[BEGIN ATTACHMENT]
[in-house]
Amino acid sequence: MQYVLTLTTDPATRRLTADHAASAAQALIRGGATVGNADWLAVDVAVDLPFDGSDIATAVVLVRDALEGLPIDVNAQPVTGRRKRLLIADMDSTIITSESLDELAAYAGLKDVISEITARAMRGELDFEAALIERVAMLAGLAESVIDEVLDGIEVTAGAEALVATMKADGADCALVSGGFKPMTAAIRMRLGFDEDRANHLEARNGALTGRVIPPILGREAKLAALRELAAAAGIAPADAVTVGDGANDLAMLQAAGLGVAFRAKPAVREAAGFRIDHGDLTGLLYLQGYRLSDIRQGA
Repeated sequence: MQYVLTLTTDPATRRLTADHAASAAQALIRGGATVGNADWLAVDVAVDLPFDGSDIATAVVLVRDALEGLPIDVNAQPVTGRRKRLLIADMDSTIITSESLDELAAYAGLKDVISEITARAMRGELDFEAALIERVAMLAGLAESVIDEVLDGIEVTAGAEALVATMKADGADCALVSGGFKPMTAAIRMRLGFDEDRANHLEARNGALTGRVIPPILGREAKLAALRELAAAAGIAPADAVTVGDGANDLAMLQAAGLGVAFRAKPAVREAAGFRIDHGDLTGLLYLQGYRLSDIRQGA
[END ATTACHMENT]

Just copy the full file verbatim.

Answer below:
[in-house]
Amino acid sequence: MQYVLTLTTDPATRRLTADHAASAAQALIRGGATVGNADWLAVDVAVDLPFDGSDIATAVVLVRDALEGLPIDVNAQPVTGRRKRLLIADMDSTIITSESLDELAAYAGLKDVISEITARAMRGELDFEAALIERVAMLAGLAESVIDEVLDGIEVTAGAEALVATMKADGADCALVSGGFKPMTAAIRMRLGFDEDRANHLEARNGALTGRVIPPILGREAKLAALRELAAAAGIAPADAVTVGDGANDLAMLQAAGLGVAFRAKPAVREAAGFRIDHGDLTGLLYLQGYRLSDIRQGA
Repeated sequence: MQYVLTLTTDPATRRLTADHAASAAQALIRGGATVGNADWLAVDVAVDLPFDGSDIATAVVLVRDALEGLPIDVNAQPVTGRRKRLLIADMDSTIITSESLDELAAYAGLKDVISEITARAMRGELDFEAALIERVAMLAGLAESVIDEVLDGIEVTAGAEALVATMKADGADCALVSGGFKPMTAAIRMRLGFDEDRANHLEARNGALTGRVIPPILGREAKLAALRELAAAAGIAPADAVTVGDGANDLAMLQAAGLGVAFRAKPAVREAAGFRIDHGDLTGLLYLQGYRLSDIRQGA